“A market-driven organization is driven by what the market wants, regardless of what the marketing department feels like doing.” – Seth Godin
This Godin quote caught my attention. Reading through a ministry lens, I tried to translate the concept to fit a missions organization, or any charitable organization or NPO. Here’s what I came up with:
“A ministry is driven by what its benefactors need, regardless of how the donors allocate their gifts.”
But that transliteration didn’t sit well. Partly because I know it’s not true of all NPO’s or ministry organizations.
I would never purport to speak for another institution. Their financial statements, fundraising efforts, programs and activities reveal the rudder that determines their direction.
I can, however, share the philosophy that “drives” OneHope.
Our “market” is our mission field, which is bi-fold. We not only directly serve the children and youth of the world, but we also serve global churches and ministries by equipping and resourcing them to minister to young people. But they are not what “drive” us.
We are a non-profit organization funded by donors and partnerships. But they are not what “drive” us.
It might sound a bit unorthodox, but instead of being driven, we have chosen to be led. That then begets the question of who are we following, and how do we know where we are going?
Our end goal is “God’s Word. Every Child.” That’s a tall order, but one we are eager to fulfill. Our passion to achieve this mission fuels us—and everyone who partners with us—to help expand God’s Kingdom. Ultimately we feel that the best way to get there is to be led by the Holy Spirit.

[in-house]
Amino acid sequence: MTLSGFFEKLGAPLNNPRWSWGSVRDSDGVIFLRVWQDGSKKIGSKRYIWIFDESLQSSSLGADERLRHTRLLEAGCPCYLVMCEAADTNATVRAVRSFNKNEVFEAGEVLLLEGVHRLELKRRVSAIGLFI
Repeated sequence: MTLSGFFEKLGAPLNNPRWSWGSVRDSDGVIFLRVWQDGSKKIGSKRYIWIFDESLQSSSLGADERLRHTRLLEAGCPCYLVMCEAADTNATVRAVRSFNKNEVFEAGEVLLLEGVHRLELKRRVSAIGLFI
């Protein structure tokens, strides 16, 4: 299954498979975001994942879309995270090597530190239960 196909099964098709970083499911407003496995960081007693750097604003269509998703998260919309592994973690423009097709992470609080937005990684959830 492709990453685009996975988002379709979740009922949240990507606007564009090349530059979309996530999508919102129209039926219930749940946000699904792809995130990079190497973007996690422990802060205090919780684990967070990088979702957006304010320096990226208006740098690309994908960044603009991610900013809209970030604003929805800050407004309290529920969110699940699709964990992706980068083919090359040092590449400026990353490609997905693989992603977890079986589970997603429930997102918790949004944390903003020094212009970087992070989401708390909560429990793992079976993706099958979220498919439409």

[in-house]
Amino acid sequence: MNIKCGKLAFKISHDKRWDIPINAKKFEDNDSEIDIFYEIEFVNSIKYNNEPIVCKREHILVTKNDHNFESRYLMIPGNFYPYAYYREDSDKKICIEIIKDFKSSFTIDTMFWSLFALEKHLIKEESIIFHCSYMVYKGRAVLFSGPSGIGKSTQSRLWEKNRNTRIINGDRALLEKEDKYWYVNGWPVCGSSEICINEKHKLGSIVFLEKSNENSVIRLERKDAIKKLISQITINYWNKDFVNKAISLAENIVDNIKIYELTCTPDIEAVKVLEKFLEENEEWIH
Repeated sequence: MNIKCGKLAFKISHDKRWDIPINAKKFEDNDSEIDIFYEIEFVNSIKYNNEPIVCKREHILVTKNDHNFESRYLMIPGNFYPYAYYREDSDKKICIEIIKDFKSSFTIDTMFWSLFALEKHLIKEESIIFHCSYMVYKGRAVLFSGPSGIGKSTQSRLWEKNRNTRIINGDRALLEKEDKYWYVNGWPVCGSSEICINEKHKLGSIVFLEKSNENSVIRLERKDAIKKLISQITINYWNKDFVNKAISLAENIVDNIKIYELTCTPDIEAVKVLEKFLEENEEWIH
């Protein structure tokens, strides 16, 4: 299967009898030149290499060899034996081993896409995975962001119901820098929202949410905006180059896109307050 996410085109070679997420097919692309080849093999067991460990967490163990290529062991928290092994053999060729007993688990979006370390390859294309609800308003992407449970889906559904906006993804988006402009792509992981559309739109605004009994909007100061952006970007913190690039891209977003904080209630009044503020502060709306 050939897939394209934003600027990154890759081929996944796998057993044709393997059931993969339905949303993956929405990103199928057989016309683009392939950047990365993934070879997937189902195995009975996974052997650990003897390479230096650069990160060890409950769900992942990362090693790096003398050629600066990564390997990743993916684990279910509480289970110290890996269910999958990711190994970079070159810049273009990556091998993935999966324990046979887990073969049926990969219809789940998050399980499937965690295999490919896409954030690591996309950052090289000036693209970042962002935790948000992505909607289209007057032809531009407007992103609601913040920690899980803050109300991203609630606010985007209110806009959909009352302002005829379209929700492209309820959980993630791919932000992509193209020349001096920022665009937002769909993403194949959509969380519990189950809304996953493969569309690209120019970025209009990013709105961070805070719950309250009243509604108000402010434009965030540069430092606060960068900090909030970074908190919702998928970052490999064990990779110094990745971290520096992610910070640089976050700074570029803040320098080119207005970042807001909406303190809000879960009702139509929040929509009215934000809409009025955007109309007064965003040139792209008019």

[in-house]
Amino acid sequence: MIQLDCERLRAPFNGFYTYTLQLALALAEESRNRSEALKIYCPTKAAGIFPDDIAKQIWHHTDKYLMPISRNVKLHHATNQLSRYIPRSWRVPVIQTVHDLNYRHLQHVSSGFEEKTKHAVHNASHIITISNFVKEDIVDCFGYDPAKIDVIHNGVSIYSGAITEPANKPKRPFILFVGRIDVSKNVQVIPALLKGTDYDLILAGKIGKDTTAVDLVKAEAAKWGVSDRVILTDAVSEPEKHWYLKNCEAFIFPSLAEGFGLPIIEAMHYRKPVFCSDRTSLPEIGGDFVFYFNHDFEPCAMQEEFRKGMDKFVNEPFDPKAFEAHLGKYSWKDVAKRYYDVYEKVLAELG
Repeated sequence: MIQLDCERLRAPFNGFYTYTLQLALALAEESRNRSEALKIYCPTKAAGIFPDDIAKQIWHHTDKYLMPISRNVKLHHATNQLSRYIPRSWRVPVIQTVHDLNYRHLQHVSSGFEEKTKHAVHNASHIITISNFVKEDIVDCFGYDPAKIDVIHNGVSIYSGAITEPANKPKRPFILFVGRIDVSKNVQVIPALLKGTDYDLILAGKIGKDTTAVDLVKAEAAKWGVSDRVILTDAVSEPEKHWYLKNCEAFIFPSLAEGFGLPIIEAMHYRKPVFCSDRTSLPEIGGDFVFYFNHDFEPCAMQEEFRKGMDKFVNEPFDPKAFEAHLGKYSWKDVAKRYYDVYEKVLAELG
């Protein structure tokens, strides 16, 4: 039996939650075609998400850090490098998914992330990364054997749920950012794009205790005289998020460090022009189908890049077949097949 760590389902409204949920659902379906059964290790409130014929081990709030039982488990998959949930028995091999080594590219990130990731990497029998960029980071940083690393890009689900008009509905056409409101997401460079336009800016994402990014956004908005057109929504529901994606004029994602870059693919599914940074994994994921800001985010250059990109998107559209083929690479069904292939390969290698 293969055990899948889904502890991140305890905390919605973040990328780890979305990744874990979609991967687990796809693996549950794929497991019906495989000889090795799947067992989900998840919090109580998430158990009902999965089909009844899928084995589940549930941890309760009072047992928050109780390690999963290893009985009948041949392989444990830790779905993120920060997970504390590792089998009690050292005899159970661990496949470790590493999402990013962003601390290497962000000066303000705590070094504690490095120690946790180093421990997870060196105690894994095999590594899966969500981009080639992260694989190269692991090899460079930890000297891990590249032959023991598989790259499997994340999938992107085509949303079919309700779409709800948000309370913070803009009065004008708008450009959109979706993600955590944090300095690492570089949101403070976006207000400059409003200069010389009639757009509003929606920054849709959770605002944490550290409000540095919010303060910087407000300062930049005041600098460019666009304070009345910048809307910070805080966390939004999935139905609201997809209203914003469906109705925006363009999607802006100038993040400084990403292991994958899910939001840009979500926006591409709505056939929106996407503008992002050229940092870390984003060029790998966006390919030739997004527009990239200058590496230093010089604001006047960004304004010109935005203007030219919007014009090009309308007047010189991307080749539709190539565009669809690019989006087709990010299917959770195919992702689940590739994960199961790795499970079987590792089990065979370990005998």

Instead of merely praying for God to provide funds and partners or reveal new mission fields, we pray two things specifically: for pure hearts and motives, and that God will provide the laborers.
That’s it. That is literally it.
So when we have a donor write us a large check earmarked for a specific region or ministry, and there is no suitable ministry partner operating in that region under an appropriate model, we return the check. God’s Word. Every Child.
When we are advised to modify our models to make them fit what is currently “hot” or sound trendier to the ministry or marketing world, we hold firm that we are God’s Word. Every Child.
When the “market” says go fast and furious, we value building relationships over time more than raising funds quickly to react to a scenario or circumstance. We keep the pace toward our goal steady and secure. God’s Word. Every Child.
Although there are a lot of great business ideas and principles out there, we utilize them if they fall within the scope of God’s Word. Every Child., but we don’t try to twist them to fit us. Kind of like Seth’s quote; it fits his market, but it may not fit ours because we’re just on two different journeys.